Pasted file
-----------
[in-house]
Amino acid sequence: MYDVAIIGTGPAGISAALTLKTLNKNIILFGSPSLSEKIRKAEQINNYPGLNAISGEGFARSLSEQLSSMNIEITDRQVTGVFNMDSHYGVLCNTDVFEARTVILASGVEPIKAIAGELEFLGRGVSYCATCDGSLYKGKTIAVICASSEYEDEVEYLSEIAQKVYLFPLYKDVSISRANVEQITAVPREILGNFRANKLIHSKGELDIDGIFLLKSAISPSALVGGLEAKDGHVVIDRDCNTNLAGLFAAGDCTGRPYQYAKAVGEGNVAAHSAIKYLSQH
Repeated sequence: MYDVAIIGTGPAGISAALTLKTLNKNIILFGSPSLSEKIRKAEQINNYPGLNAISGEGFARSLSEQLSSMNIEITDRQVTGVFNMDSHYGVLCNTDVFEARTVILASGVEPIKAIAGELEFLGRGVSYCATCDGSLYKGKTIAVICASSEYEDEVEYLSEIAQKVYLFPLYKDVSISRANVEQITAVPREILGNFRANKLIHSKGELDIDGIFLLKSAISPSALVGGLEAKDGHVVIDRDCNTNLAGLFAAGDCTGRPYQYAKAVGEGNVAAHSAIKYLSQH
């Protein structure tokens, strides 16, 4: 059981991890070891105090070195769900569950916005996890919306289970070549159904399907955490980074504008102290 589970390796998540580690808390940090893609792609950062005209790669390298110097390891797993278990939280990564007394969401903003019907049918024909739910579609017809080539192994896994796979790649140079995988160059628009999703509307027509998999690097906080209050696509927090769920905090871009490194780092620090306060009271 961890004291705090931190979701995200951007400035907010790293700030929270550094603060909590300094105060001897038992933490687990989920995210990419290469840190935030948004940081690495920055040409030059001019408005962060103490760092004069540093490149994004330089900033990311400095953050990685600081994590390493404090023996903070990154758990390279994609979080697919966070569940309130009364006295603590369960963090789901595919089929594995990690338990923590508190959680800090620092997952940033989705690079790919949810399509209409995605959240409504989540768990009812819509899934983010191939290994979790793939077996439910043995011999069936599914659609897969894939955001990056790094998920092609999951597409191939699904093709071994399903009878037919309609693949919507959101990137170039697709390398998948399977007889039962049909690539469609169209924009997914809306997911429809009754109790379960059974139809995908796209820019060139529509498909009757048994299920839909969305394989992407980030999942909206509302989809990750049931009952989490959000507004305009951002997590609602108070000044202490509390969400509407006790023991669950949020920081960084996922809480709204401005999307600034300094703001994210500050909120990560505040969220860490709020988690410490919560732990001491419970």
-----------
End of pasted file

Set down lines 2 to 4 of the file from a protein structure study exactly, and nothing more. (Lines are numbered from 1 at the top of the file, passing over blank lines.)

Amino acid sequence: MYDVAIIGTGPAGISAALTLKTLNKNIILFGSPSLSEKIRKAEQINNYPGLNAISGEGFARSLSEQLSSMNIEITDRQVTGVFNMDSHYGVLCNTDVFEARTVILASGVEPIKAIAGELEFLGRGVSYCATCDGSLYKGKTIAVICASSEYEDEVEYLSEIAQKVYLFPLYKDVSISRANVEQITAVPREILGNFRANKLIHSKGELDIDGIFLLKSAISPSALVGGLEAKDGHVVIDRDCNTNLAGLFAAGDCTGRPYQYAKAVGEGNVAAHSAIKYLSQH
Repeated sequence: MYDVAIIGTGPAGISAALTLKTLNKNIILFGSPSLSEKIRKAEQINNYPGLNAISGEGFARSLSEQLSSMNIEITDRQVTGVFNMDSHYGVLCNTDVFEARTVILASGVEPIKAIAGELEFLGRGVSYCATCDGSLYKGKTIAVICASSEYEDEVEYLSEIAQKVYLFPLYKDVSISRANVEQITAVPREILGNFRANKLIHSKGELDIDGIFLLKSAISPSALVGGLEAKDGHVVIDRDCNTNLAGLFAAGDCTGRPYQYAKAVGEGNVAAHSAIKYLSQH
């Protein structure tokens, strides 16, 4: 059981991890070891105090070195769900569950916005996890919306289970070549159904399907955490980074504008102290 589970390796998540580690808390940090893609792609950062005209790669390298110097390891797993278990939280990564007394969401903003019907049918024909739910579609017809080539192994896994796979790649140079995988160059628009999703509307027509998999690097906080209050696509927090769920905090871009490194780092620090306060009271 961890004291705090931190979701995200951007400035907010790293700030929270550094603060909590300094105060001897038992933490687990989920995210990419290469840190935030948004940081690495920055040409030059001019408005962060103490760092004069540093490149994004330089900033990311400095953050990685600081994590390493404090023996903070990154758990390279994609979080697919966070569940309130009364006295603590369960963090789901595919089929594995990690338990923590508190959680800090620092997952940033989705690079790919949810399509209409995605959240409504989540768990009812819509899934983010191939290994979790793939077996439910043995011999069936599914659609897969894939955001990056790094998920092609999951597409191939699904093709071994399903009878037919309609693949919507959101990137170039697709390398998948399977007889039962049909690539469609169209924009997914809306997911429809009754109790379960059974139809995908796209820019060139529509498909009757048994299920839909969305394989992407980030999942909206509302989809990750049931009952989490959000507004305009951002997590609602108070000044202490509390969400509407006790023991669950949020920081960084996922809480709204401005999307600034300094703001994210500050909120990560505040969220860490709020988690410490919560732990001491419970």